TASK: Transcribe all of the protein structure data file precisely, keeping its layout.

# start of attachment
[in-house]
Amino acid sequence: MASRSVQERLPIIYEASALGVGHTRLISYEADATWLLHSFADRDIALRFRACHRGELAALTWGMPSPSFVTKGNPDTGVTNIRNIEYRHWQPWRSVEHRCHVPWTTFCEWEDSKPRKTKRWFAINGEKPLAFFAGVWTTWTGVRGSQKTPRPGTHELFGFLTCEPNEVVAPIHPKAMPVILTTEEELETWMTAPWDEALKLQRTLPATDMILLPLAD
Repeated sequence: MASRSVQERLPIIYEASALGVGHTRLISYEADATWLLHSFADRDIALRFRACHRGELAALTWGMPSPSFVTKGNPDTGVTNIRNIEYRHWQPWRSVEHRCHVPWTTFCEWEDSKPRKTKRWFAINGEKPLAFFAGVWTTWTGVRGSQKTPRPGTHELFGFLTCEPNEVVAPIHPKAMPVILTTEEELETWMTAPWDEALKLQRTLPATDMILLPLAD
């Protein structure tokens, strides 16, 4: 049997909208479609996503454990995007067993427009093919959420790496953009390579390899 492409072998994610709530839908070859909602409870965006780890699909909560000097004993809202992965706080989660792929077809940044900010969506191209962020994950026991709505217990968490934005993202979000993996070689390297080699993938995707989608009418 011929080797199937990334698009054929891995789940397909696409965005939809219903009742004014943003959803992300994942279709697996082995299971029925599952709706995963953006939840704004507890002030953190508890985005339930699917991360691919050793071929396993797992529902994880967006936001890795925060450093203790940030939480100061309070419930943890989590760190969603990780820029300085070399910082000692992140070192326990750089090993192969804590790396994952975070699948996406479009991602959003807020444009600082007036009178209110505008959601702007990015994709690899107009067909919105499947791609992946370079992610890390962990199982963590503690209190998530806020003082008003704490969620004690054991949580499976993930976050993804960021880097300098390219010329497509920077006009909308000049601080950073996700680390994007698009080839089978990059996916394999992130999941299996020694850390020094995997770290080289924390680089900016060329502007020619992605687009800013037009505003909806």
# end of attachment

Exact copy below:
[in-house]
Amino acid sequence: MASRSVQERLPIIYEASALGVGHTRLISYEADATWLLHSFADRDIALRFRACHRGELAALTWGMPSPSFVTKGNPDTGVTNIRNIEYRHWQPWRSVEHRCHVPWTTFCEWEDSKPRKTKRWFAINGEKPLAFFAGVWTTWTGVRGSQKTPRPGTHELFGFLTCEPNEVVAPIHPKAMPVILTTEEELETWMTAPWDEALKLQRTLPATDMILLPLAD
Repeated sequence: MASRSVQERLPIIYEASALGVGHTRLISYEADATWLLHSFADRDIALRFRACHRGELAALTWGMPSPSFVTKGNPDTGVTNIRNIEYRHWQPWRSVEHRCHVPWTTFCEWEDSKPRKTKRWFAINGEKPLAFFAGVWTTWTGVRGSQKTPRPGTHELFGFLTCEPNEVVAPIHPKAMPVILTTEEELETWMTAPWDEALKLQRTLPATDMILLPLAD
């Protein structure tokens, strides 16, 4: 049997909208479609996503454990995007067993427009093919959420790496953009390579390899 492409072998994610709530839908070859909602409870965006780890699909909560000097004993809202992965706080989660792929077809940044900010969506191209962020994950026991709505217990968490934005993202979000993996070689390297080699993938995707989608009418 011929080797199937990334698009054929891995789940397909696409965005939809219903009742004014943003959803992300994942279709697996082995299971029925599952709706995963953006939840704004507890002030953190508890985005339930699917991360691919050793071929396993797992529902994880967006936001890795925060450093203790940030939480100061309070419930943890989590760190969603990780820029300085070399910082000692992140070192326990750089090993192969804590790396994952975070699948996406479009991602959003807020444009600082007036009178209110505008959601702007990015994709690899107009067909919105499947791609992946370079992610890390962990199982963590503690209190998530806020003082008003704490969620004690054991949580499976993930976050993804960021880097300098390219010329497509920077006009909308000049601080950073996700680390994007698009080839089978990059996916394999992130999941299996020694850390020094995997770290080289924390680089900016060329502007020619992605687009800013037009505003909806």